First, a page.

My daughter, Randi Loafman, a third-grade teacher at Wilemon STEAM Academy in Waxahachie, decided to add a fun dimension to her educational program. So, naturally, she borrowed a dozen fertile hen eggs, obtained an incubator, and gave her students a great visual about the hatching of baby chicks and an important component of life.
The baby chicks work extremely hard to crack the shell. It's a painstaking task, but finally, and with a little help from a sibling that was born just hours earlier, the struggling little fowl finally makes her way out. She clumsily waddles about for a few seconds, and then falls over from sheer exhaustion, and sleeps.
God so ordered the experience of struggle for the hatching of baby chicks. Without that struggle, they would die very soon. But with the struggle, they are given strength to carry on.
I am told that squirrels, of necessity, must engage in cracking their own acorns or pecans or whatever food they harvest, in order to survive. Someone once shared how they cracked nuts for their pet squirrel to make life easier for him. But by his missing the important process of cracking his own acorns to keep his tusks honed, they grew to a grotesque proportion -- making it impossible for him to feed himself and survive on his own.
I have had this fantasy of inheriting a large fortune -- and I've always fantasized giving the majority of it to my children and grandchildren so they could have everything their hearts desired, and so they would never have to experience want and need or sacrifice. A great gift to give one's children - right? Wrong! It's the struggle -- the trials -- the difficulties -- the experience of coming to the end of oneself and not knowing where to turn, that gives God the opportunity to intervene and show His grace.
The strongest church is not the one with an enormous bank account, but a church that knows what need and poverty is. The most apostate church in Asia Minor was the wealthy church of Laodicea -- whom Jesus said was "wretched, miserable, poor, blind and naked." Revelation 3:17.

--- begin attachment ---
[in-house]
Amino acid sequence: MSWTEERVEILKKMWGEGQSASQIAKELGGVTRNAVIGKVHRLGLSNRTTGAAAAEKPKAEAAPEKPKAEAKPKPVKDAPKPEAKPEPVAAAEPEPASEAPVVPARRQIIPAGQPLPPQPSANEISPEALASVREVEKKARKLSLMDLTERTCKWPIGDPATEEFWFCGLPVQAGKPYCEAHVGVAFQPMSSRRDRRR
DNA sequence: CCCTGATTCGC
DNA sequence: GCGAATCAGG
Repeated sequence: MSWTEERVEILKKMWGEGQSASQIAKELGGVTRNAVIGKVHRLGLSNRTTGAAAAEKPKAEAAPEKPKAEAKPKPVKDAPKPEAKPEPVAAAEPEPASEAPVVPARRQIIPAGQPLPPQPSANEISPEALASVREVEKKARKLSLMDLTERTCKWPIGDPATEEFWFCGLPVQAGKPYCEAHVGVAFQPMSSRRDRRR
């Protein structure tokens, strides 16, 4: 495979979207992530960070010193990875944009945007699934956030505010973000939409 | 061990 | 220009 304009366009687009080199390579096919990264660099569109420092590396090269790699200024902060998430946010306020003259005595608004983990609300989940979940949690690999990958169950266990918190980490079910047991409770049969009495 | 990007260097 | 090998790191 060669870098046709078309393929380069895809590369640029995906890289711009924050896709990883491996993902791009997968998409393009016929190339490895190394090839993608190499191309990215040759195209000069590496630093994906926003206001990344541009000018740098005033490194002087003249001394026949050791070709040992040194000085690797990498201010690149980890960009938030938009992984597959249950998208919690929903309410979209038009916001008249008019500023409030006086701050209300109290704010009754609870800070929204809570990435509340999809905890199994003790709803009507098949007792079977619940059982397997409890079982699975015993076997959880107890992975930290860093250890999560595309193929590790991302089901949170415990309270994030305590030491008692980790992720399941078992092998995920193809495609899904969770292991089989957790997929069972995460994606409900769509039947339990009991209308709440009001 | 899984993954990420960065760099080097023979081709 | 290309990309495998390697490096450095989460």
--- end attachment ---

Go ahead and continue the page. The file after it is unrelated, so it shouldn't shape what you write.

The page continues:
But the most spiritually rich church was the poverty-stricken Smyrna Church. Jesus said to her, "I know thy works, and tribulation, and poverty, (but thou art rich.). . . Revelation 2:9
I would go so far as to say the greatest fulfillment in life comes, not from a lavish lifestyle conferred upon the trust-fund baby -- but from struggle, and learning how to do without - to live on meager means. Could that be what James had in mind when he wrote, under the inspiration of the Holy Spirit, "My brethren, count it all joy when ye fall into divers temptations; knowing this, that the trying of your faith worketh patience. But let patience have her perfect work, that ye may be perfect and entire, wanting (or lacking) nothing." James 1:2-4
In short, your joy in life doesn't come by having abundance lavished on you - it comes through trials. Faith will develop in a life that is fraught with trials, struggles, and hardships. The end results will be calm, peaceful patience settling in one's life, along with a great appreciation for the blessings God brings through it.
Paul Gauntt currently serves as the pastor of First Baptist Church of Palmer.